[3] When and under what circumstances is tribal notice and opportunity to be heard regarding the applicability of the Act required? The Guidelines for State Courts set forth pretrial requirements, which include verification by the court of the child's Indian status:

*535 “B.1. Determination That Child Is an Indian

“(a) When a state court has reason to believe a child involved in a child custody proceeding is an Indian, the court shall seek verification of the child's status from either the Bureau of Indian Affairs or the child's tribe....” (Emphasis added.) 44 Fed.Reg. 67,586.


The Guidelines set forth circumstances that trigger an inquiry by the court and petitioners regarding the child's Indian status for purposes of the Act:

“(c) Circumstances under which a state court has reason to believe a child involved in a child custody proceeding is an Indian include but are not limited to the following:

“(i) Any party to the case, Indian tribe, Indian organization or public or private agency informs the court that the child is an Indian child.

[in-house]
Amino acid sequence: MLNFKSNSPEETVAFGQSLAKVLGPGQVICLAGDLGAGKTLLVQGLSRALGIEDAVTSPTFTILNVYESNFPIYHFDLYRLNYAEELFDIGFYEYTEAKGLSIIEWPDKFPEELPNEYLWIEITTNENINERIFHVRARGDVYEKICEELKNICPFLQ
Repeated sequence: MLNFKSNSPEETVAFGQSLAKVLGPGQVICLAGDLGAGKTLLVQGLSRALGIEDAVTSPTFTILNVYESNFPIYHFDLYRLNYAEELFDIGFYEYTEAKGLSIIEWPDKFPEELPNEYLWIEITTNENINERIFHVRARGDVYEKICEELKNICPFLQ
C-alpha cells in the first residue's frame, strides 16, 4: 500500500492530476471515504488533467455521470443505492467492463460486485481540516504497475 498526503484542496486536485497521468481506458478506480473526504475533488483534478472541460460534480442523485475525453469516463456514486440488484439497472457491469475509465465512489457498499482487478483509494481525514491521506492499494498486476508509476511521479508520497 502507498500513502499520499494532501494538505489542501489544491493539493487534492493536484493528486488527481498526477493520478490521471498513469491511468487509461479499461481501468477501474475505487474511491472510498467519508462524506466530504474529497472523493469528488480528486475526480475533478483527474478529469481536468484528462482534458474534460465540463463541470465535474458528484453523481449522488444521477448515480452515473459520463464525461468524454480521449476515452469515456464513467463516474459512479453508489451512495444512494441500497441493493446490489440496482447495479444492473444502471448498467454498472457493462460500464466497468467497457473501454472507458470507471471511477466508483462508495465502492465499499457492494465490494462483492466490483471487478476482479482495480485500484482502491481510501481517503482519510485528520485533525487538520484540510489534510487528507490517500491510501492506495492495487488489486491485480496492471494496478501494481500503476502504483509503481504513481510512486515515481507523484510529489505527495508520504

“(ii) Any public or state-licensed agency involved in child protection services or family support has discovered information which suggests that the child is an Indian child.

“(iii) The child who is the subject of the proceeding gives the court reason to believe he or she is an Indian child.

“(iv) The residence or the domicile of the child, his or her biological parents, or the Indian custodian is known by the court to be or is shown to be a predominantly Indian community.

“(v) An officer of the court involved in the proceeding has knowledge that the child may be an Indian child.” 44 Fed.Reg. 67,586.